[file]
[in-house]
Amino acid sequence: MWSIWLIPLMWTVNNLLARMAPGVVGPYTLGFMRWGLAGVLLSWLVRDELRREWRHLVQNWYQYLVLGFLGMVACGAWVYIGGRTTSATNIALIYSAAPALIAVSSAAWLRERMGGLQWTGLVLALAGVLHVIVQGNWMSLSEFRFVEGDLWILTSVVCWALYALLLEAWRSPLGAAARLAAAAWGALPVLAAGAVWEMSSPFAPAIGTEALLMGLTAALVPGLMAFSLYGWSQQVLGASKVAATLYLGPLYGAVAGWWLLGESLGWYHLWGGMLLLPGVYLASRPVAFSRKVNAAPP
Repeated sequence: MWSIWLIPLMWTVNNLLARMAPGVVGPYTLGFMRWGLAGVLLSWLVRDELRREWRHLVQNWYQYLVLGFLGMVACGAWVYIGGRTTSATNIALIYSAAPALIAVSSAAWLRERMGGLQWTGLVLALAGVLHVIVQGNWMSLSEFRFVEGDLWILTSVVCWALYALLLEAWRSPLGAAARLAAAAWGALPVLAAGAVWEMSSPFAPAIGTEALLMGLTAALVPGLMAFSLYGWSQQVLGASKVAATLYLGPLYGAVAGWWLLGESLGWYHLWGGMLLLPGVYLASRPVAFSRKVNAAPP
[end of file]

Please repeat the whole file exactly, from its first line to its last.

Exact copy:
[in-house]
Amino acid sequence: MWSIWLIPLMWTVNNLLARMAPGVVGPYTLGFMRWGLAGVLLSWLVRDELRREWRHLVQNWYQYLVLGFLGMVACGAWVYIGGRTTSATNIALIYSAAPALIAVSSAAWLRERMGGLQWTGLVLALAGVLHVIVQGNWMSLSEFRFVEGDLWILTSVVCWALYALLLEAWRSPLGAAARLAAAAWGALPVLAAGAVWEMSSPFAPAIGTEALLMGLTAALVPGLMAFSLYGWSQQVLGASKVAATLYLGPLYGAVAGWWLLGESLGWYHLWGGMLLLPGVYLASRPVAFSRKVNAAPP
Repeated sequence: MWSIWLIPLMWTVNNLLARMAPGVVGPYTLGFMRWGLAGVLLSWLVRDELRREWRHLVQNWYQYLVLGFLGMVACGAWVYIGGRTTSATNIALIYSAAPALIAVSSAAWLRERMGGLQWTGLVLALAGVLHVIVQGNWMSLSEFRFVEGDLWILTSVVCWALYALLLEAWRSPLGAAARLAAAAWGALPVLAAGAVWEMSSPFAPAIGTEALLMGLTAALVPGLMAFSLYGWSQQVLGASKVAATLYLGPLYGAVAGWWLLGESLGWYHLWGGMLLLPGVYLASRPVAFSRKVNAAPP